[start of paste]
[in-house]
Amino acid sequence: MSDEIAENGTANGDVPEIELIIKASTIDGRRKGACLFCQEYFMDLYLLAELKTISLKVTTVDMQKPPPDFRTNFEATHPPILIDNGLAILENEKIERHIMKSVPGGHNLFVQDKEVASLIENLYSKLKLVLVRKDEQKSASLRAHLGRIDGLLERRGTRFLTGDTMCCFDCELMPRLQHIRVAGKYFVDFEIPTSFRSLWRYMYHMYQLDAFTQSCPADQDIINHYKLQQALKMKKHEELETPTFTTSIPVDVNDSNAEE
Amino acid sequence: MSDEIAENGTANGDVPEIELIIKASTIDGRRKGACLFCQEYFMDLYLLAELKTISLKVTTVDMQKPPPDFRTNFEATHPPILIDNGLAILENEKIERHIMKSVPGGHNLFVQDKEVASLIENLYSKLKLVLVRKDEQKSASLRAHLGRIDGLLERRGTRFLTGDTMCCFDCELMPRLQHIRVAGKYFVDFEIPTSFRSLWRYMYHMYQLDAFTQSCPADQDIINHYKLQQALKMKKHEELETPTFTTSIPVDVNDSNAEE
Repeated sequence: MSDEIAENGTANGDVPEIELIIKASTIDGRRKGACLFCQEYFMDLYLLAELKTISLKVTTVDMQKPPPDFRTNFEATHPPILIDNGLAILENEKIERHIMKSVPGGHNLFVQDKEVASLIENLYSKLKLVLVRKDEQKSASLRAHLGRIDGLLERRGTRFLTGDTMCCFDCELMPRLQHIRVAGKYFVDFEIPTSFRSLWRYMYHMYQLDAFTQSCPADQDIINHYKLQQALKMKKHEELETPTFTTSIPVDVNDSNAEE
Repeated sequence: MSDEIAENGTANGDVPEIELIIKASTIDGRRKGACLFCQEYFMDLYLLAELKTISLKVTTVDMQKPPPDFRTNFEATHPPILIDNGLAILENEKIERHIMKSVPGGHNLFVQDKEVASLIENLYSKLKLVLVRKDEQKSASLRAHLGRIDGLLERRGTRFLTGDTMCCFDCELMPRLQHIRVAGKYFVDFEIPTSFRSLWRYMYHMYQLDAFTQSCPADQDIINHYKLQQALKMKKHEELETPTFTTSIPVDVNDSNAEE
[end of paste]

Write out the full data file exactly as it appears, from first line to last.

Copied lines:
[in-house]
Amino acid sequence: MSDEIAENGTANGDVPEIELIIKASTIDGRRKGACLFCQEYFMDLYLLAELKTISLKVTTVDMQKPPPDFRTNFEATHPPILIDNGLAILENEKIERHIMKSVPGGHNLFVQDKEVASLIENLYSKLKLVLVRKDEQKSASLRAHLGRIDGLLERRGTRFLTGDTMCCFDCELMPRLQHIRVAGKYFVDFEIPTSFRSLWRYMYHMYQLDAFTQSCPADQDIINHYKLQQALKMKKHEELETPTFTTSIPVDVNDSNAEE
Amino acid sequence: MSDEIAENGTANGDVPEIELIIKASTIDGRRKGACLFCQEYFMDLYLLAELKTISLKVTTVDMQKPPPDFRTNFEATHPPILIDNGLAILENEKIERHIMKSVPGGHNLFVQDKEVASLIENLYSKLKLVLVRKDEQKSASLRAHLGRIDGLLERRGTRFLTGDTMCCFDCELMPRLQHIRVAGKYFVDFEIPTSFRSLWRYMYHMYQLDAFTQSCPADQDIINHYKLQQALKMKKHEELETPTFTTSIPVDVNDSNAEE
Repeated sequence: MSDEIAENGTANGDVPEIELIIKASTIDGRRKGACLFCQEYFMDLYLLAELKTISLKVTTVDMQKPPPDFRTNFEATHPPILIDNGLAILENEKIERHIMKSVPGGHNLFVQDKEVASLIENLYSKLKLVLVRKDEQKSASLRAHLGRIDGLLERRGTRFLTGDTMCCFDCELMPRLQHIRVAGKYFVDFEIPTSFRSLWRYMYHMYQLDAFTQSCPADQDIINHYKLQQALKMKKHEELETPTFTTSIPVDVNDSNAEE
Repeated sequence: MSDEIAENGTANGDVPEIELIIKASTIDGRRKGACLFCQEYFMDLYLLAELKTISLKVTTVDMQKPPPDFRTNFEATHPPILIDNGLAILENEKIERHIMKSVPGGHNLFVQDKEVASLIENLYSKLKLVLVRKDEQKSASLRAHLGRIDGLLERRGTRFLTGDTMCCFDCELMPRLQHIRVAGKYFVDFEIPTSFRSLWRYMYHMYQLDAFTQSCPADQDIINHYKLQQALKMKKHEELETPTFTTSIPVDVNDSNAEE